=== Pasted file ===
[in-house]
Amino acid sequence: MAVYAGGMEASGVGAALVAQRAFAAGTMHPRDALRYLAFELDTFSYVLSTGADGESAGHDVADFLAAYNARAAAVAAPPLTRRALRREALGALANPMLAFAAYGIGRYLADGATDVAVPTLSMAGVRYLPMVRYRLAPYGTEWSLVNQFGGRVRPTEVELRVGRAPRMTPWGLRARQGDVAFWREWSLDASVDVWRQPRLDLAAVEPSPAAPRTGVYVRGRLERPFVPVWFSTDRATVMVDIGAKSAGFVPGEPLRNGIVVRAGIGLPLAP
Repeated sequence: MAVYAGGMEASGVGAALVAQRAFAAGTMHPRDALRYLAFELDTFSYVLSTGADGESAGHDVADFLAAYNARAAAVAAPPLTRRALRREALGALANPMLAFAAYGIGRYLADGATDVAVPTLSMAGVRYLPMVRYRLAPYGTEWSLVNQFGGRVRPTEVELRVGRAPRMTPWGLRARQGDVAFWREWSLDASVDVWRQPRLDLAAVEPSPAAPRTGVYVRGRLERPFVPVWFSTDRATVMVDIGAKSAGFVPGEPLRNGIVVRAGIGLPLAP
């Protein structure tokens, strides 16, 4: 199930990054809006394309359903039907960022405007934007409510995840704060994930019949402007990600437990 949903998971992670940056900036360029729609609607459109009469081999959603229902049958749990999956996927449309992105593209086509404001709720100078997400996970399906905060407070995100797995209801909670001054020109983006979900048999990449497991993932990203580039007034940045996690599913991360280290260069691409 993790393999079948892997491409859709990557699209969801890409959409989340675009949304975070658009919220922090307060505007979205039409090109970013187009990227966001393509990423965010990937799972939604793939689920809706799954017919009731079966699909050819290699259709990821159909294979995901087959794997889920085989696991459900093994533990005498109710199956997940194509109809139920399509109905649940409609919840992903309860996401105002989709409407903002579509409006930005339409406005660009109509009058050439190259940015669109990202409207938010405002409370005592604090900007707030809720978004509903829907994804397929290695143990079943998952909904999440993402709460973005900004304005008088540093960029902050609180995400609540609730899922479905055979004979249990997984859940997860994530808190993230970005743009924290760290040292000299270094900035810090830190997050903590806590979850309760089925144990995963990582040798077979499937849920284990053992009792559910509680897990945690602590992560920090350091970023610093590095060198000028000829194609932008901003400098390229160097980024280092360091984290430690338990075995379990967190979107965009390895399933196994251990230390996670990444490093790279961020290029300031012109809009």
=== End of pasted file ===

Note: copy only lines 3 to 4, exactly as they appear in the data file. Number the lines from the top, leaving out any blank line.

Repeated sequence: MAVYAGGMEASGVGAALVAQRAFAAGTMHPRDALRYLAFELDTFSYVLSTGADGESAGHDVADFLAAYNARAAAVAAPPLTRRALRREALGALANPMLAFAAYGIGRYLADGATDVAVPTLSMAGVRYLPMVRYRLAPYGTEWSLVNQFGGRVRPTEVELRVGRAPRMTPWGLRARQGDVAFWREWSLDASVDVWRQPRLDLAAVEPSPAAPRTGVYVRGRLERPFVPVWFSTDRATVMVDIGAKSAGFVPGEPLRNGIVVRAGIGLPLAP
């Protein structure tokens, strides 16, 4: 199930990054809006394309359903039907960022405007934007409510995840704060994930019949402007990600437990 949903998971992670940056900036360029729609609607459109009469081999959603229902049958749990999956996927449309992105593209086509404001709720100078997400996970399906905060407070995100797995209801909670001054020109983006979900048999990449497991993932990203580039007034940045996690599913991360280290260069691409 993790393999079948892997491409859709990557699209969801890409959409989340675009949304975070658009919220922090307060505007979205039409090109970013187009990227966001393509990423965010990937799972939604793939689920809706799954017919009731079966699909050819290699259709990821159909294979995901087959794997889920085989696991459900093994533990005498109710199956997940194509109809139920399509109905649940409609919840992903309860996401105002989709409407903002579509409006930005339409406005660009109509009058050439190259940015669109990202409207938010405002409370005592604090900007707030809720978004509903829907994804397929290695143990079943998952909904999440993402709460973005900004304005008088540093960029902050609180995400609540609730899922479905055979004979249990997984859940997860994530808190993230970005743009924290760290040292000299270094900035810090830190997050903590806590979850309760089925144990995963990582040798077979499937849920284990053992009792559910509680897990945690602590992560920090350091970023610093590095060198000028000829194609932008901003400098390229160097980024280092360091984290430690338990075995379990967190979107965009390895399933196994251990230390996670990444490093790279961020290029300031012109809009």